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Trade Reform: 

Trade Reform

Trade Reform: 

Trade Reform Background and Experiences Elements and Formulation of Trade Liberalization Speed and Sequence


Background The end of the Golden Years Experiences of 60’s and 70’s

The End of Golden Years: 

The End of Golden Years By 1960, easy substitution had already taken place. New problems: inflation, debt crisis, agricultural sector, unequal distribution, unemployment IS was expanded from the country sphere to the regional level, and a number of attempts to create regional trading agreements were undertaken. Some governments made attempts to liberalize trade.

Late 60’s and 70’s: 

Late 60’s and 70’s Programs to expand exports Brazil’s aggressive industrial policy: export subsidies + tax allowances, subsidized credit to selected industries + crawling peg exchange rate system Some success, not very much Export didn’t relax the required foreign exchange constraint Heavy borrowing 1982 crisis Why different with East Asia? East Asian countries rewarded export in general Macroeconomic instability, real exchange rate

Other examples: 

Other examples Chile 1974-79: Eliminate QRs, tariff reduction. Trade policies suffered from some adjustment between 1962 to 1988, but the rules established after 1974, in essence, have not been altered. Uruguay: reform 1978, reversal 1983, resume 1986 Argentina: 1976-82: a frustrated move

Trade Liberalization: 

Trade Liberalization Elements Formulation Conditions for a successful reform

Trade Liberalization: 

Trade Liberalization Unilateral liberalization Regional integration Multilateral negotiation

Result of the early efforts: 

Result of the early efforts During 1970s, there were only few successful cases. In the mid 1980s, liberalization through the three approaches.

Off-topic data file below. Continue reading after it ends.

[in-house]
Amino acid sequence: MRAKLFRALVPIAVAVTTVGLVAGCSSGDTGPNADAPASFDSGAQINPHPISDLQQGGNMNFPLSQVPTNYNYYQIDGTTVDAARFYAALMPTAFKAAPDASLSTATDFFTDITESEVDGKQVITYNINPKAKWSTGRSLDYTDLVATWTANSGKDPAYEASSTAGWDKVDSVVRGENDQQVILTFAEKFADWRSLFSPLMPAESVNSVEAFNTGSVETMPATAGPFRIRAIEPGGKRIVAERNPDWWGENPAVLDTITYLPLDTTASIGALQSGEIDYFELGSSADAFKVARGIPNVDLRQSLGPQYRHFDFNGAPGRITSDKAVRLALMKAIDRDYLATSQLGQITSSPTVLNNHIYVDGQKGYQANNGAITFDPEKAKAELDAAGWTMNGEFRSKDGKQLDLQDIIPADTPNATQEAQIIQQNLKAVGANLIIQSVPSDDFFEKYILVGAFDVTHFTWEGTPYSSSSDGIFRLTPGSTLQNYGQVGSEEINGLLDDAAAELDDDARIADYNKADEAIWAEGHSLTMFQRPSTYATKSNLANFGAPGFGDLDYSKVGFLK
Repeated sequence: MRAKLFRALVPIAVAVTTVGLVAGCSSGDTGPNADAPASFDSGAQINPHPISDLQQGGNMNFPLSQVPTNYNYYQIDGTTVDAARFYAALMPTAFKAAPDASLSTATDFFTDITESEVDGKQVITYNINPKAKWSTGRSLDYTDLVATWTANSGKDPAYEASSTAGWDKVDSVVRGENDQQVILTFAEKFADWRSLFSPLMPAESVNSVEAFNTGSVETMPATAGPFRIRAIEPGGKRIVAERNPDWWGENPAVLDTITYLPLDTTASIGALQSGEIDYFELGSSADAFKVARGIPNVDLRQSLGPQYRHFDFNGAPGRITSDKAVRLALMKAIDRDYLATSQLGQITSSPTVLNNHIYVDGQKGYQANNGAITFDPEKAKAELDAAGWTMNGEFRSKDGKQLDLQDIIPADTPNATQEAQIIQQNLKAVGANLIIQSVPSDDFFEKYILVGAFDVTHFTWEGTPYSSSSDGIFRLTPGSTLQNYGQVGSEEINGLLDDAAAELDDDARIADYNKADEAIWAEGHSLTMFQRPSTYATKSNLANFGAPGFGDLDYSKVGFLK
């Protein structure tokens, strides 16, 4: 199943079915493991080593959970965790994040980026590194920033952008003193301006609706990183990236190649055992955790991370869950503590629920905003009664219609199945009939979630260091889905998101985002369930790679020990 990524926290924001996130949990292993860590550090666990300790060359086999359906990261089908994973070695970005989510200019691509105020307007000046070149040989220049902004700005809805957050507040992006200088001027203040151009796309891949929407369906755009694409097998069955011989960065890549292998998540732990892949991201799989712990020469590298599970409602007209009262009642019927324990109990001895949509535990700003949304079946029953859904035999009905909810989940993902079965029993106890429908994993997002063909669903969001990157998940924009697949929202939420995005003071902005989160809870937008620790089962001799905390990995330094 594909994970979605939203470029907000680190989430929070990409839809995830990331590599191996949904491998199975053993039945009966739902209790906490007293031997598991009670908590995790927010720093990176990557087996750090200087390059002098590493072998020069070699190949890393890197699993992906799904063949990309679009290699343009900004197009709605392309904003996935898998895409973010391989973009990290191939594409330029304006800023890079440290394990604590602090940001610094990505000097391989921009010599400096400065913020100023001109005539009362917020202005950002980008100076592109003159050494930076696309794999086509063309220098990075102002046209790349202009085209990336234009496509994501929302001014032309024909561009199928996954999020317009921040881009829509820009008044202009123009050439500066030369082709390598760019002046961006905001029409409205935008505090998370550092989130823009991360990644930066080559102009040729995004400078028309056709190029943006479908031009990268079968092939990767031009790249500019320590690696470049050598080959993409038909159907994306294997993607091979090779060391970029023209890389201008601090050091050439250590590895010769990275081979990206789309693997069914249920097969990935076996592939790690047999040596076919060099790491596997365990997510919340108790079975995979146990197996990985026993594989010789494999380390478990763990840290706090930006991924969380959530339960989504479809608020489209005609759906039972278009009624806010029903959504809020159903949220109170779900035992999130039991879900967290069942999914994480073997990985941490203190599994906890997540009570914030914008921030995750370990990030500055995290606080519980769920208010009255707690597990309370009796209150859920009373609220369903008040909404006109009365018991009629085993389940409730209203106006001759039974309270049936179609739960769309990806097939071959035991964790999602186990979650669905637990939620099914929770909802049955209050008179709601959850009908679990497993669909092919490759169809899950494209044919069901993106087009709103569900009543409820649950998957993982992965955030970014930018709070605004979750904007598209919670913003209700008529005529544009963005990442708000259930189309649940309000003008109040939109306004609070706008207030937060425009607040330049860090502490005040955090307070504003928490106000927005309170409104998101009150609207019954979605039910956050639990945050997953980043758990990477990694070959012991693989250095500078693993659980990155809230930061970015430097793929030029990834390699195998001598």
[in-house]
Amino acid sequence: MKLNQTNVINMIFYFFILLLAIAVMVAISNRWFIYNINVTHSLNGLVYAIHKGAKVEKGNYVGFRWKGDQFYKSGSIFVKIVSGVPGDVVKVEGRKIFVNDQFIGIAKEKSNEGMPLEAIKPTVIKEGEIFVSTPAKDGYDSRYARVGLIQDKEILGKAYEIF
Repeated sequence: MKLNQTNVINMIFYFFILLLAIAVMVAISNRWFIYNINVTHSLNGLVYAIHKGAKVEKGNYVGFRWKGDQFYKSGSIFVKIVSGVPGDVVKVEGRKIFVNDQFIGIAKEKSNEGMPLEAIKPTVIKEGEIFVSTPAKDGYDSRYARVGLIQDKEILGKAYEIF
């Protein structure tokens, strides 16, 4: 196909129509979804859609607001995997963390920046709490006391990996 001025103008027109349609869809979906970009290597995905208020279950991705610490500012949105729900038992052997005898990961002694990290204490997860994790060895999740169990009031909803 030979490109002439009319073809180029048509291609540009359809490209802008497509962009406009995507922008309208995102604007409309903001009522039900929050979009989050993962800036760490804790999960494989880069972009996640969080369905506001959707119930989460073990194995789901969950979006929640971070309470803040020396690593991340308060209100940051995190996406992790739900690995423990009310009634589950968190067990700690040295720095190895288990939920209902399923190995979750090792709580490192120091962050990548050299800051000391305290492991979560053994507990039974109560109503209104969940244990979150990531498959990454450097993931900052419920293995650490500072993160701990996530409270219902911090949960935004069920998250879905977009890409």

Elements of trade liberalization: 

Elements of trade liberalization Reduction of NTBs Reduction of the average level of tariffs Reduction of the degree of dispersion of the tariff structure Reduction of export taxes


Formulation Substitution of quantitative restrictions for tariffs. Why is this a liberalization? Tariffs protects less than quantitative restrictions, more transparent Tariffs affects price, not quantity. International price change is reflected more quickly In many cases, this substitution have been a fundamental element in the first stage of trade reform, sometimes the unique element. It was observed that with this small change only, the production grew due to a more transparent and less restrictive regime.

Tariff reform: 

Tariff reform Two dimensions Reduction in the average tariff Reduction in the dispersion or variance Ways to reduce the average and dispersion Reduction equiproportional to all tariffs Reduction equiproportional to the excess of each tariff to the targeted level prefixed Higher reductions in proportion for the higher tariffs “De Concertina”

Incentives to export: 

Incentives to export If import tariff is not zero  anti-export bias Export subsidy can neutralize this effect But, fiscal burden Conflict with WTO

Conditions for successful reform: 

Conditions for successful reform Export expands. Productivity grows. Trade balance does not exhibit unreasonable deficits. Low unemployment is maintained. Real wage increases.

Speed and Sequence: 

Speed and Sequence Speed Stabilization and Trade Reform Trade Liberalization and Capital Market Opening

Speed of trade liberalization: 

Speed of trade liberalization Gradual liberalization This would give firms time for restructuring their productive processes and, thus, would result in low dislocation costs in the form of unemployment and bankruptcies. Low adjustment cost  provide the needed political support for reform. Some authors contend that adjustment cost can be reduced by relying on foreign capital during the transition Slower reform tend to lack credibility, inhibiting firms from actually engaging in serious restructuring